Be the first to comment

"The Godmother" arrested in Sicily

A female mobster suspected of being the mastermind behind a reshuffle of the Sicilian mafia after a series of high profile arrests has been taken into custody, Italian police have said.
Mariangela Di Trapani, 49, was arrested on charges of having managed the business of the Resuttana family, one of the most important Cosa Nostra  Read More 
Be the first to comment

Mafia destroying Sicily's farms

From The Guardian:
The Napoli sisters keep their entire harvest in a glass jar, resting on a wooden table in the living room. Inside, there are only a dozen stalks of wheat. The rest of the crop – 80,000 kilograms – was destroyed by the Sicilian mafia, determined to force out these three women working in the land of The Godfather.

For three generations, the Napoli family farmed wheat and hay in Corleone, the historic stronghold of Cosa Nostra. Their father, Salvatore, was a hard worker who, after much sacrifice in the fields, managed to send his three daughters – Marianna, Ina and Irene – to university.

But a crisis in what was the world’s most notorious mafia, broken apart by prosecutors, has pushed Cosa Nostra back to their rural origins, and they want their land back. Read More 
Be the first to comment

25th anniversary of Mafia/State murder of Paolo Borsellino

After the church bells tolled, after the minute of silence at 4:58 p.m., the moment the car bomb exploded twenty-five years before, the assassinated Judge Paolo Borsellino's brother read the names of the victims:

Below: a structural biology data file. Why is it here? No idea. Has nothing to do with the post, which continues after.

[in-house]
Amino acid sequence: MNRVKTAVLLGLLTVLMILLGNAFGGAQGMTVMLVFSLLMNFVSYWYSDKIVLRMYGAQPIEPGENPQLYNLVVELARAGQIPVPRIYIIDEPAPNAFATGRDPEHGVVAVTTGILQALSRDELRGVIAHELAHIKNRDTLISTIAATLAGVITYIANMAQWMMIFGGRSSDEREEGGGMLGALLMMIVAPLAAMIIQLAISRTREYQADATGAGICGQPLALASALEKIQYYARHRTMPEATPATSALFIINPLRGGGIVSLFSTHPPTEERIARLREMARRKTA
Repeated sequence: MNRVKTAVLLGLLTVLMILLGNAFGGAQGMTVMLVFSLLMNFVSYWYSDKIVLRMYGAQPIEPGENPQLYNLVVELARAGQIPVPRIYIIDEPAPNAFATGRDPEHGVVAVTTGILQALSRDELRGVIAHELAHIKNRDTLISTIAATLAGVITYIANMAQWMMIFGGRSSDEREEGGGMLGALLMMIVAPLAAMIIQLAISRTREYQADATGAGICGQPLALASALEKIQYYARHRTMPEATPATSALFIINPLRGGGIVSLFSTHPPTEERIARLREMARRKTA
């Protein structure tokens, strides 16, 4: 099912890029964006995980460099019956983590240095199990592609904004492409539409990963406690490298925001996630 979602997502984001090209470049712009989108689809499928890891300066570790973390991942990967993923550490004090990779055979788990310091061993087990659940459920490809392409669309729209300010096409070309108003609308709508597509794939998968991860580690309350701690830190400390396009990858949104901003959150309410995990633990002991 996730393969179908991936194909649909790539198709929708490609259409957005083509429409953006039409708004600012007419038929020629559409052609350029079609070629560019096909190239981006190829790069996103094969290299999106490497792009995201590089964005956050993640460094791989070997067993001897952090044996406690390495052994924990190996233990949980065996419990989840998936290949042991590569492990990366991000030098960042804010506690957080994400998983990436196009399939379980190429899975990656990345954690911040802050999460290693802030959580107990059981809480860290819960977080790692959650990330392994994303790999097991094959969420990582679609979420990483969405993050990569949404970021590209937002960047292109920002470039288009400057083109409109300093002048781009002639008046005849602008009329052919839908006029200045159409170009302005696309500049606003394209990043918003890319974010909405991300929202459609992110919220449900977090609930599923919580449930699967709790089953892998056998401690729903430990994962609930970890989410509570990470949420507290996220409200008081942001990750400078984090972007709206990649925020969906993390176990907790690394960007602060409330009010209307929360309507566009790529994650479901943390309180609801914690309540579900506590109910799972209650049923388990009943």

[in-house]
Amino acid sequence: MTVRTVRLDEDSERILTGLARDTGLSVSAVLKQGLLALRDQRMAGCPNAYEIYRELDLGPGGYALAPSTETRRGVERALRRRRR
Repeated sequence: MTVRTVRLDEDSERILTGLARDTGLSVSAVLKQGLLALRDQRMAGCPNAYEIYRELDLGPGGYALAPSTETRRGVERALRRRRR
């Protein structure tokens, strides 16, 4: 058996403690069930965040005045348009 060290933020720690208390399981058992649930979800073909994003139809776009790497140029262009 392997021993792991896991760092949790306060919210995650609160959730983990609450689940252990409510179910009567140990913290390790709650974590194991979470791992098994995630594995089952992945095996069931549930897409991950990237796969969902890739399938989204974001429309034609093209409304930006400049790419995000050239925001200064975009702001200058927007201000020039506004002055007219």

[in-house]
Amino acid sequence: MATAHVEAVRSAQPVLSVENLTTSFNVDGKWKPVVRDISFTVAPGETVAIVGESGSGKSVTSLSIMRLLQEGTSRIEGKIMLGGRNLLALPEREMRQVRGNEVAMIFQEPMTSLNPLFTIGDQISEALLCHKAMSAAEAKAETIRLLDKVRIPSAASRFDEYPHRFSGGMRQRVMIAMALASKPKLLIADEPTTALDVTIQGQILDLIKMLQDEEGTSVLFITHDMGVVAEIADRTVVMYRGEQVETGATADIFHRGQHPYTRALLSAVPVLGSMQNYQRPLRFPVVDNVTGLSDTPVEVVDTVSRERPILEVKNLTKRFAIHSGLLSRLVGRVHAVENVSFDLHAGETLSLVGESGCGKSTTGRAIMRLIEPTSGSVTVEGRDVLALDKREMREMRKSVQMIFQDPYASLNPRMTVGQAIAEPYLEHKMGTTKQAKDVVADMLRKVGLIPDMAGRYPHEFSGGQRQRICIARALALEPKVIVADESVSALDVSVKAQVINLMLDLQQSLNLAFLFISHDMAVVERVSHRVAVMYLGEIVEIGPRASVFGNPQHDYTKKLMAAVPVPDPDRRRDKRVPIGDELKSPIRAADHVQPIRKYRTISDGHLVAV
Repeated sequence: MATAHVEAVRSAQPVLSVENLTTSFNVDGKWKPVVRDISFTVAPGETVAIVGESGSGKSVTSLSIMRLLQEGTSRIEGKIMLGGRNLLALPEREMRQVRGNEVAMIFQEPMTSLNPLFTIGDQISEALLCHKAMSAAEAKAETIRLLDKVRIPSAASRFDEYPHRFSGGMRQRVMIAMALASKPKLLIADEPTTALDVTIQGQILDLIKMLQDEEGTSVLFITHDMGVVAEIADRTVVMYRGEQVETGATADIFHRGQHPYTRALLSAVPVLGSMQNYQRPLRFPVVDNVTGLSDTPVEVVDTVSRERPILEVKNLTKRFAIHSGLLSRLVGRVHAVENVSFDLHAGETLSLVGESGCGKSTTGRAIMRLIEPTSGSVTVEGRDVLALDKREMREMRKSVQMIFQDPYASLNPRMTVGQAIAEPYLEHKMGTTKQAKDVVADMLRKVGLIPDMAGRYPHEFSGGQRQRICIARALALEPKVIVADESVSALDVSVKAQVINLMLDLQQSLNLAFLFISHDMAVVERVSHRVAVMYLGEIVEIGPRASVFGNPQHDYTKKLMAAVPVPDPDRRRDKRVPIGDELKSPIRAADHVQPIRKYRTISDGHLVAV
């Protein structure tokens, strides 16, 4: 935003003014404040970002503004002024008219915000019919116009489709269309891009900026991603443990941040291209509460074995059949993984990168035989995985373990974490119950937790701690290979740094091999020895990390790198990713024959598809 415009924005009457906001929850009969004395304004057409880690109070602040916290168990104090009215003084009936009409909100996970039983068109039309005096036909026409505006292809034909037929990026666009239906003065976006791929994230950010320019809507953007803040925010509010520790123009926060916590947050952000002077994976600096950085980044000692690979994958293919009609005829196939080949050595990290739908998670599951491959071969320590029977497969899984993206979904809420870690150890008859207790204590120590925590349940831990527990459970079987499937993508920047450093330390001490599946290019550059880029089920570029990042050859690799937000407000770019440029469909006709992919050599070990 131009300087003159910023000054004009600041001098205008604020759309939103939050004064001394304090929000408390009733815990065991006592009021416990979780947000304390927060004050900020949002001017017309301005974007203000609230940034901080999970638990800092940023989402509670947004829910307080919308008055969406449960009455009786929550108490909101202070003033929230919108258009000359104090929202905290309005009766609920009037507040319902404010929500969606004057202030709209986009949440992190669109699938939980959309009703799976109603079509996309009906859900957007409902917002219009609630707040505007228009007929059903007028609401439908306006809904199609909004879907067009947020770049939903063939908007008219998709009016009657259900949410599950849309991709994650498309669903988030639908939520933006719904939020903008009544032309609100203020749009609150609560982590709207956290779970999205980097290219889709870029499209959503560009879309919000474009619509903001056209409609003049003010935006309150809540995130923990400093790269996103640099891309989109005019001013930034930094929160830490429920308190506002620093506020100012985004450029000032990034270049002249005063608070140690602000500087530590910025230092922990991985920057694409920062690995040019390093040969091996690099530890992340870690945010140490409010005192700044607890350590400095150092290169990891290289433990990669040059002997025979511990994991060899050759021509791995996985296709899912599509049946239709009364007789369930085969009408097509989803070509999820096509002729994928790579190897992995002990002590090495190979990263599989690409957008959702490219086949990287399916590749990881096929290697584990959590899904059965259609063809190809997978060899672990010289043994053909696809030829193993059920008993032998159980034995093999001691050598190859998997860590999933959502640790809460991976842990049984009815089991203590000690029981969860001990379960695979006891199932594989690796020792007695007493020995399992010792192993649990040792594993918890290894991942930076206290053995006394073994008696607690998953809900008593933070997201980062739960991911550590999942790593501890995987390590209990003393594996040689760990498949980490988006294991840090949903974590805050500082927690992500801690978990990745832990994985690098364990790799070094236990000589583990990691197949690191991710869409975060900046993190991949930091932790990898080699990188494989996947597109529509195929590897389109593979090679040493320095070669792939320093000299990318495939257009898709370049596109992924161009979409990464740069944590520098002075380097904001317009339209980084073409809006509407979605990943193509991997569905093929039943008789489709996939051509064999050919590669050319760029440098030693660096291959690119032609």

Paolo Borsellino
Agostino Catalano
Emanuela Loi
Walter Eddiee Cosina
Claudio Traina
1 Comments
Post a comment

mafia profits from immigrants' suffering

From the New York Times:
ISOLA DI CAPO RIZZUTO, Italy — The government provided millions of euros to care for the migrants who had arrived at the reception center at Italy’s toe after traveling across deserts, war zones or choppy seas. But on many days, they were served little more than rancid chicken. Some did not eat at all when the food ran out.

At the same time, the priest who founded the local branch of the charity managing the center was spending money on expensive hotels and restaurants, splurging on fine wines and stashing thousands of euros in three safes at home, the authorities say. His business partners — mobsters and their associates — outfitted their bathtubs with golden taps. Some hid thousands of euros in vacuum-sealed plastic bags tucked in their fireplaces. Read More